According to author Christopher Klein, although “Shutter Island” was a fictitious island off the coast of Boston, the 34 real Boston Harbor Islands are even more bizarre.
At his book talk tonight at 7 p.m. at the Hingham Public Library, Klein will delve into the history, tales, and terrors of the land not far off the shores of Quincy, Hingham, and Hull, all things he explored while writing and recently revising his book “Discovering the Boston Harbor Islands: A Guide to the City's Hidden Shores.”
It’s a best-kept local secret, Klein purports, and his book is meant to point would-be visitors in the right direction to explore all the islands have to offer.
“I was drawn to them because of the incredibly history that happened there,” Klein said. “The stories about the islands connect to seminal moments in American history, the arrival of the first Puritans up through the Second World War…a lot of the activities on the island are connected to great moments of American history. That history and the mystery behind them drew me to them.”
Part history book, part travel guide, the stories and tales are meant to invite the reader into the land that has been cut off, both in practice and in mind, from the Boston shores for some time.
“Part of [the reason why these places are hidden] is just remnants on how the city has treated the islands for centuries. They were very neglected, even 20 yrs ago the islands weren’t a place you didn’t want to visit. The harbor was very dirty, and it might not be a relaxing place to go to,” Klein said.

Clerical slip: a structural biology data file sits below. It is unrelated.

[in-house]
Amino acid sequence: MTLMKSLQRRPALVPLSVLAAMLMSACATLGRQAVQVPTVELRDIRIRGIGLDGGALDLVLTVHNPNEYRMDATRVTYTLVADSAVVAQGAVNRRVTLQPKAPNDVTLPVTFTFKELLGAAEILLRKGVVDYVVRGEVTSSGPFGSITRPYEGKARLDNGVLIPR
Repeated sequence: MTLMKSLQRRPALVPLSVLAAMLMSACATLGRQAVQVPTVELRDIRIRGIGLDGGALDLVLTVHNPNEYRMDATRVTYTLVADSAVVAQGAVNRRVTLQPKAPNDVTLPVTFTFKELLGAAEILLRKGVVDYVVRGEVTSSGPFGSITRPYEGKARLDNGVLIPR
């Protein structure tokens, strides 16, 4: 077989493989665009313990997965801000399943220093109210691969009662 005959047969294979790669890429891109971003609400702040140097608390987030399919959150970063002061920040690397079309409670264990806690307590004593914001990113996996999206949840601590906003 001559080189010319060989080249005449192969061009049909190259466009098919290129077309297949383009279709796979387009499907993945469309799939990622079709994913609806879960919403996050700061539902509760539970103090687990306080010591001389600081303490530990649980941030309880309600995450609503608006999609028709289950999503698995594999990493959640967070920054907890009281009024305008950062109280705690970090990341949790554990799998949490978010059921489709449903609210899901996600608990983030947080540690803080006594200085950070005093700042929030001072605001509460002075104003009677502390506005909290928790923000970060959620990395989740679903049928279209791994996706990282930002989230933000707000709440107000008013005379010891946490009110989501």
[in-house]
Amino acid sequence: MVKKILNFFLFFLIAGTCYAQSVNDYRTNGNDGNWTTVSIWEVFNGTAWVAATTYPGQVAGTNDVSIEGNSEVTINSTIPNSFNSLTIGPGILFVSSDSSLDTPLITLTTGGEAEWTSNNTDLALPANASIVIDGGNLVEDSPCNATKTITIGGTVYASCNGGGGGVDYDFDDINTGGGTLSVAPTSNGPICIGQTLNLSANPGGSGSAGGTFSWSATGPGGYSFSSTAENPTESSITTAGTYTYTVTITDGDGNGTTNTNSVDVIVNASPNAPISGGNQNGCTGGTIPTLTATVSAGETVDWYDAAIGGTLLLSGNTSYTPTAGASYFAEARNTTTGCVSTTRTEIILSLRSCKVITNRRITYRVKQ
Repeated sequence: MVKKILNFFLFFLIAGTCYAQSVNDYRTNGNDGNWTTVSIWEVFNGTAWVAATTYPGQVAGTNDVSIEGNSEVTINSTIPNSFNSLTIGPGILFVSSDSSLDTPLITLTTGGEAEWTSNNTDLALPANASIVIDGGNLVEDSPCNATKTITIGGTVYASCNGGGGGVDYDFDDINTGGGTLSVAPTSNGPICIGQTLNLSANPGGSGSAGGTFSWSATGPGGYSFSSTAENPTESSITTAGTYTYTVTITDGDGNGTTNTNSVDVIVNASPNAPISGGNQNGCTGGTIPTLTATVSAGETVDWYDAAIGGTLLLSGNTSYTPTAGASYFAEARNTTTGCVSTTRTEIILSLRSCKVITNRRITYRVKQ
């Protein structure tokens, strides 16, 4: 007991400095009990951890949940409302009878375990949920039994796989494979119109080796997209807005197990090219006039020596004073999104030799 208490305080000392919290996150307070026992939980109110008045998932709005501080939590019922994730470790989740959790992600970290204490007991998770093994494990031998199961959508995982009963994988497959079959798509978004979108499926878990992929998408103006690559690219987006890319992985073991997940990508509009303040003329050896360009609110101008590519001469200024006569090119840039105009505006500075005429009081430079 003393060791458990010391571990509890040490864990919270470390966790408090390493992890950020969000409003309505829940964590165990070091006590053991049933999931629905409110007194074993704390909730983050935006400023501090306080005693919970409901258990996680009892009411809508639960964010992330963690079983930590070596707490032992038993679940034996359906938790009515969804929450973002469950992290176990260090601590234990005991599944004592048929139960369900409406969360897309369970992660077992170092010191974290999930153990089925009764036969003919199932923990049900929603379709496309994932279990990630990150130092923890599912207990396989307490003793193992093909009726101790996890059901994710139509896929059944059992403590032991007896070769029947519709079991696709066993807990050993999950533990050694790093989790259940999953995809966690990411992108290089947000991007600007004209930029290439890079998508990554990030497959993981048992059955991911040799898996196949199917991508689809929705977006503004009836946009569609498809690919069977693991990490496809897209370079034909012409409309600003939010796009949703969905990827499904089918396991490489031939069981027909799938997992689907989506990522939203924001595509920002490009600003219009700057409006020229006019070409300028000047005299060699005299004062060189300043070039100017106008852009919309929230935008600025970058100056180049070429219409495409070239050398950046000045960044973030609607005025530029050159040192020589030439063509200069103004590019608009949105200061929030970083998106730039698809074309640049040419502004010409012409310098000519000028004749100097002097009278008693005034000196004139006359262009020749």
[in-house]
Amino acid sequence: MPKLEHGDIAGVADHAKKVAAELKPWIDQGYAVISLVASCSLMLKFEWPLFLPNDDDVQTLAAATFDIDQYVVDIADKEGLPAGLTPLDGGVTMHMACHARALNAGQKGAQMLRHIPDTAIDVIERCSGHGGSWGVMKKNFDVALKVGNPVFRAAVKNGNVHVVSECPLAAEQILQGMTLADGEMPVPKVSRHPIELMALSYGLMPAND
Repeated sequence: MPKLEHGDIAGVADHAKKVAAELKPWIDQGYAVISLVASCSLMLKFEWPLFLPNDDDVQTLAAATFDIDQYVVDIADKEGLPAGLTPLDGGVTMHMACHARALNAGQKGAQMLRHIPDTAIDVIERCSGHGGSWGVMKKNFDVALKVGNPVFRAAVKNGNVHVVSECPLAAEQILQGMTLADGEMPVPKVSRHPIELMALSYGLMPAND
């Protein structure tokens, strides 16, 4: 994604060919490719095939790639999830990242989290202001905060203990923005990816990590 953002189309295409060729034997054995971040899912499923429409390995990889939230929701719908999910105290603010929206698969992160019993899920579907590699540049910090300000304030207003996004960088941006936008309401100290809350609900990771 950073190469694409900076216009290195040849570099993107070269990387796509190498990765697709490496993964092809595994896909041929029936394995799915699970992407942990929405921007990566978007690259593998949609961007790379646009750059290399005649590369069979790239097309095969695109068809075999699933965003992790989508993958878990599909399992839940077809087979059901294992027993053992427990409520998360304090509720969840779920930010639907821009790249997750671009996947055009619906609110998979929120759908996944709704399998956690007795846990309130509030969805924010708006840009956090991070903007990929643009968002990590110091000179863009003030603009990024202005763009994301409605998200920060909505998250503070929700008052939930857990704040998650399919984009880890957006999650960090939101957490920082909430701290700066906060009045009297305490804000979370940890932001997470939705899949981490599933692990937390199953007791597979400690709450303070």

In addition, numerous institutions were relegated to the island dating back to the puritan days. Castle Island was used for fortifications for 300 years, Klein said. In the 1700s, quarantined stations were put on the island, and in the 1800s, asylums and prisons were relegated to their shores.
It is perhaps another reason why so few Bostonians know about the history of the place.
“The islands have been reborn in the last 15-20 years, and in a sense they’ve been a National Park area for only 15 years … compared to Paul Revere’s house, it’s a short time in the history time span of Boston,” Klein said.
According to a library press release, there is no shortage of history to explore.
“Encompassing military installations that protected the city during wartime (including Fort Warren, home of Confederate prisoners during the Civil War), secluded retreats of the rich and famous, and the oldest light station in the country (Boston Light on Little Brewster Island), the harbor islands offer historical riches for every taste. Think pirates, pilgrims, shipwrecked sailors, and prisoners of war,” said a library press release.
According to the library website, this free event is presented in partnership with Buttonwood Books of Cohasset and designed to connect writers with readers.
Klein is also the author of “The Die-Hard Sports Fan’s Guide to
Boston”, and has had articles featured in The Boston Globe, New England
Travel, National Geographic Traveler, American Heritage, and onESPN.com.
The author talk will take place in the Whiton Room at Hingham Public Library tonight from 7 p.m. till 8:45 p.m.